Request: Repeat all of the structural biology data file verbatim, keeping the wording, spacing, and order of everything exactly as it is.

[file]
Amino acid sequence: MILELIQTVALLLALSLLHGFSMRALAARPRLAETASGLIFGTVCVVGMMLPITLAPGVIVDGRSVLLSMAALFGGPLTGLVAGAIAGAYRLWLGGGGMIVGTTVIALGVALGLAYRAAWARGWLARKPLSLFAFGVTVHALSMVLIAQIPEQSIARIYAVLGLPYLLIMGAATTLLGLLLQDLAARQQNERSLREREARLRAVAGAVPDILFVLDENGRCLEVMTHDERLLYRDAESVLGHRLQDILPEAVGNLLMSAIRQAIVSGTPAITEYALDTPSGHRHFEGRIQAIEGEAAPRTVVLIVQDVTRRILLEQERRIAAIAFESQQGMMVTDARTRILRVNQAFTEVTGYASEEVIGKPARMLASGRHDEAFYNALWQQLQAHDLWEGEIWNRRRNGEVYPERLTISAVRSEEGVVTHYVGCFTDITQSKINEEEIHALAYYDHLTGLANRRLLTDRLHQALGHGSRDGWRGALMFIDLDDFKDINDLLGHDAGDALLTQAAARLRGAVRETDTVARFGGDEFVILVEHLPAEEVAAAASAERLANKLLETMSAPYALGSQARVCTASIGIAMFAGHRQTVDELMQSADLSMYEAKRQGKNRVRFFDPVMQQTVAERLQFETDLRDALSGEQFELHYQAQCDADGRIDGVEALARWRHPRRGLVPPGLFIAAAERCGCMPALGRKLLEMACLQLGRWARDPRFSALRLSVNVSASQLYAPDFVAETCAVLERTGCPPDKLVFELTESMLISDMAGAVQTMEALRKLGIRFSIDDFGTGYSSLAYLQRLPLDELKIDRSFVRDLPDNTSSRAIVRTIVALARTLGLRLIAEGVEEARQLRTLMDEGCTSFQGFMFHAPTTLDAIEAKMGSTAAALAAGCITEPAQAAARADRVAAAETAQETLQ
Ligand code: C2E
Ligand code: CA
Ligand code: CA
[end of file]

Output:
Amino acid sequence: MILELIQTVALLLALSLLHGFSMRALAARPRLAETASGLIFGTVCVVGMMLPITLAPGVIVDGRSVLLSMAALFGGPLTGLVAGAIAGAYRLWLGGGGMIVGTTVIALGVALGLAYRAAWARGWLARKPLSLFAFGVTVHALSMVLIAQIPEQSIARIYAVLGLPYLLIMGAATTLLGLLLQDLAARQQNERSLREREARLRAVAGAVPDILFVLDENGRCLEVMTHDERLLYRDAESVLGHRLQDILPEAVGNLLMSAIRQAIVSGTPAITEYALDTPSGHRHFEGRIQAIEGEAAPRTVVLIVQDVTRRILLEQERRIAAIAFESQQGMMVTDARTRILRVNQAFTEVTGYASEEVIGKPARMLASGRHDEAFYNALWQQLQAHDLWEGEIWNRRRNGEVYPERLTISAVRSEEGVVTHYVGCFTDITQSKINEEEIHALAYYDHLTGLANRRLLTDRLHQALGHGSRDGWRGALMFIDLDDFKDINDLLGHDAGDALLTQAAARLRGAVRETDTVARFGGDEFVILVEHLPAEEVAAAASAERLANKLLETMSAPYALGSQARVCTASIGIAMFAGHRQTVDELMQSADLSMYEAKRQGKNRVRFFDPVMQQTVAERLQFETDLRDALSGEQFELHYQAQCDADGRIDGVEALARWRHPRRGLVPPGLFIAAAERCGCMPALGRKLLEMACLQLGRWARDPRFSALRLSVNVSASQLYAPDFVAETCAVLERTGCPPDKLVFELTESMLISDMAGAVQTMEALRKLGIRFSIDDFGTGYSSLAYLQRLPLDELKIDRSFVRDLPDNTSSRAIVRTIVALARTLGLRLIAEGVEEARQLRTLMDEGCTSFQGFMFHAPTTLDAIEAKMGSTAAALAAGCITEPAQAAARADRVAAAETAQETLQ
Ligand code: C2E
Ligand code: CA
Ligand code: CA